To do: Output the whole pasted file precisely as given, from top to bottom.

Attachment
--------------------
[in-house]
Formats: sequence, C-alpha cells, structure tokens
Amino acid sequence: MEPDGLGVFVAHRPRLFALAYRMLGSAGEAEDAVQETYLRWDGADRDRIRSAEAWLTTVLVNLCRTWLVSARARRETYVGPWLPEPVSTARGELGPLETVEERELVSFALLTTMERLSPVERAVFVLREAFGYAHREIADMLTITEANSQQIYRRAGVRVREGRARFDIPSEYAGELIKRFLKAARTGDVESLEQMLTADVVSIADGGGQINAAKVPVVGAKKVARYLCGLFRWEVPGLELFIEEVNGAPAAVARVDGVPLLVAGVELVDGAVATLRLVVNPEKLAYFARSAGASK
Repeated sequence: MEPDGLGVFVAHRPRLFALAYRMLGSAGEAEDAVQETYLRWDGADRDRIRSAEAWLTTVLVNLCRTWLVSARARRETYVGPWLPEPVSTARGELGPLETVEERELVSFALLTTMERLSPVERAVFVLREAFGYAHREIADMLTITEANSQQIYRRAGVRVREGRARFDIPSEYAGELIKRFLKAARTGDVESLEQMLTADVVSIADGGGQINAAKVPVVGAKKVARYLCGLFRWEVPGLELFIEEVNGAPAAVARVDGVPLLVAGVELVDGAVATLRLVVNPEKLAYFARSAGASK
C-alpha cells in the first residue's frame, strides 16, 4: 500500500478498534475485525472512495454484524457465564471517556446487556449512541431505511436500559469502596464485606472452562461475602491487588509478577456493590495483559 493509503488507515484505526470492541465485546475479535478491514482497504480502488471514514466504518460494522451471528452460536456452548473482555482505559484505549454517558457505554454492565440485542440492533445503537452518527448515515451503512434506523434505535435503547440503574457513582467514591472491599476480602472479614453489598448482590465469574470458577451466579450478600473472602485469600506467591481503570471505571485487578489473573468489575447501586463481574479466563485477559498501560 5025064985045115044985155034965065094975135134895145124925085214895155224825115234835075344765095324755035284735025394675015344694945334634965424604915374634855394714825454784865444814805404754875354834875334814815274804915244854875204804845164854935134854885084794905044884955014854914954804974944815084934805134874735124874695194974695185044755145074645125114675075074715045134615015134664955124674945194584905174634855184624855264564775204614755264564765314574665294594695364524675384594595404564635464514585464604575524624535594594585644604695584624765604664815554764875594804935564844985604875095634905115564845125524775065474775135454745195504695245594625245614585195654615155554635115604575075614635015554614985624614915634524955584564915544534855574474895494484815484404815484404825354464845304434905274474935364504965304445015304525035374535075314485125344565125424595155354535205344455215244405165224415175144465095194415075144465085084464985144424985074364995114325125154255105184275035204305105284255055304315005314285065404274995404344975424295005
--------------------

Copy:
[in-house]
Formats: sequence, C-alpha cells, structure tokens
Amino acid sequence: MEPDGLGVFVAHRPRLFALAYRMLGSAGEAEDAVQETYLRWDGADRDRIRSAEAWLTTVLVNLCRTWLVSARARRETYVGPWLPEPVSTARGELGPLETVEERELVSFALLTTMERLSPVERAVFVLREAFGYAHREIADMLTITEANSQQIYRRAGVRVREGRARFDIPSEYAGELIKRFLKAARTGDVESLEQMLTADVVSIADGGGQINAAKVPVVGAKKVARYLCGLFRWEVPGLELFIEEVNGAPAAVARVDGVPLLVAGVELVDGAVATLRLVVNPEKLAYFARSAGASK
Repeated sequence: MEPDGLGVFVAHRPRLFALAYRMLGSAGEAEDAVQETYLRWDGADRDRIRSAEAWLTTVLVNLCRTWLVSARARRETYVGPWLPEPVSTARGELGPLETVEERELVSFALLTTMERLSPVERAVFVLREAFGYAHREIADMLTITEANSQQIYRRAGVRVREGRARFDIPSEYAGELIKRFLKAARTGDVESLEQMLTADVVSIADGGGQINAAKVPVVGAKKVARYLCGLFRWEVPGLELFIEEVNGAPAAVARVDGVPLLVAGVELVDGAVATLRLVVNPEKLAYFARSAGASK
C-alpha cells in the first residue's frame, strides 16, 4: 500500500478498534475485525472512495454484524457465564471517556446487556449512541431505511436500559469502596464485606472452562461475602491487588509478577456493590495483559 493509503488507515484505526470492541465485546475479535478491514482497504480502488471514514466504518460494522451471528452460536456452548473482555482505559484505549454517558457505554454492565440485542440492533445503537452518527448515515451503512434506523434505535435503547440503574457513582467514591472491599476480602472479614453489598448482590465469574470458577451466579450478600473472602485469600506467591481503570471505571485487578489473573468489575447501586463481574479466563485477559498501560 5025064985045115044985155034965065094975135134895145124925085214895155224825115234835075344765095324755035284735025394675015344694945334634965424604915374634855394714825454784865444814805404754875354834875334814815274804915244854875204804845164854935134854885084794905044884955014854914954804974944815084934805134874735124874695194974695185044755145074645125114675075074715045134615015134664955124674945194584905174634855184624855264564775204614755264564765314574665294594695364524675384594595404564635464514585464604575524624535594594585644604695584624765604664815554764875594804935564844985604875095634905115564845125524775065474775135454745195504695245594625245614585195654615155554635115604575075614635015554614985624614915634524955584564915544534855574474895494484815484404815484404825354464845304434905274474935364504965304445015304525035374535075314485125344565125424595155354535205344455215244405165224415175144465095194415075144465085084464985144424985074364995114325125154255105184275035204305105284255055304315005314285065404274995404344975424295005